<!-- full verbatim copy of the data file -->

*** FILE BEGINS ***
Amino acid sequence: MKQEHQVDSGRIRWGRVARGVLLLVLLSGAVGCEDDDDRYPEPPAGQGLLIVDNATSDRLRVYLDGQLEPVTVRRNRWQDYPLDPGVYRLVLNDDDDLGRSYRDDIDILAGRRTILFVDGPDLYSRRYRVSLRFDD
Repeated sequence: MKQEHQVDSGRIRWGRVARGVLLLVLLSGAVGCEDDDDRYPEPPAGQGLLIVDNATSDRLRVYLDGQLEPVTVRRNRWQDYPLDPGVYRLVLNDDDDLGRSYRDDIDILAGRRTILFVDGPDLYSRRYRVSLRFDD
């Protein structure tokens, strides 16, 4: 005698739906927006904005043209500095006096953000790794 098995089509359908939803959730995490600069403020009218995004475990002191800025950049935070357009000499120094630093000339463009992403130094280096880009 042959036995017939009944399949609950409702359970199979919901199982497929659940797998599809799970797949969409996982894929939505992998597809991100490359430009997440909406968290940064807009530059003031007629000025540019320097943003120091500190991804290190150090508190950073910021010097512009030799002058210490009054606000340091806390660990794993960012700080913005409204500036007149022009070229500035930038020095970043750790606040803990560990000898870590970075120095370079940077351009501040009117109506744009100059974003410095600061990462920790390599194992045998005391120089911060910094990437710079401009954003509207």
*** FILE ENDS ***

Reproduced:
Amino acid sequence: MKQEHQVDSGRIRWGRVARGVLLLVLLSGAVGCEDDDDRYPEPPAGQGLLIVDNATSDRLRVYLDGQLEPVTVRRNRWQDYPLDPGVYRLVLNDDDDLGRSYRDDIDILAGRRTILFVDGPDLYSRRYRVSLRFDD
Repeated sequence: MKQEHQVDSGRIRWGRVARGVLLLVLLSGAVGCEDDDDRYPEPPAGQGLLIVDNATSDRLRVYLDGQLEPVTVRRNRWQDYPLDPGVYRLVLNDDDDLGRSYRDDIDILAGRRTILFVDGPDLYSRRYRVSLRFDD
């Protein structure tokens, strides 16, 4: 005698739906927006904005043209500095006096953000790794 098995089509359908939803959730995490600069403020009218995004475990002191800025950049935070357009000499120094630093000339463009992403130094280096880009 042959036995017939009944399949609950409702359970199979919901199982497929659940797998599809799970797949969409996982894929939505992998597809991100490359430009997440909406968290940064807009530059003031007629000025540019320097943003120091500190991804290190150090508190950073910021010097512009030799002058210490009054606000340091806390660990794993960012700080913005409204500036007149022009070229500035930038020095970043750790606040803990560990000898870590970075120095370079940077351009501040009117109506744009100059974003410095600061990462920790390599194992045998005391120089911060910094990437710079401009954003509207």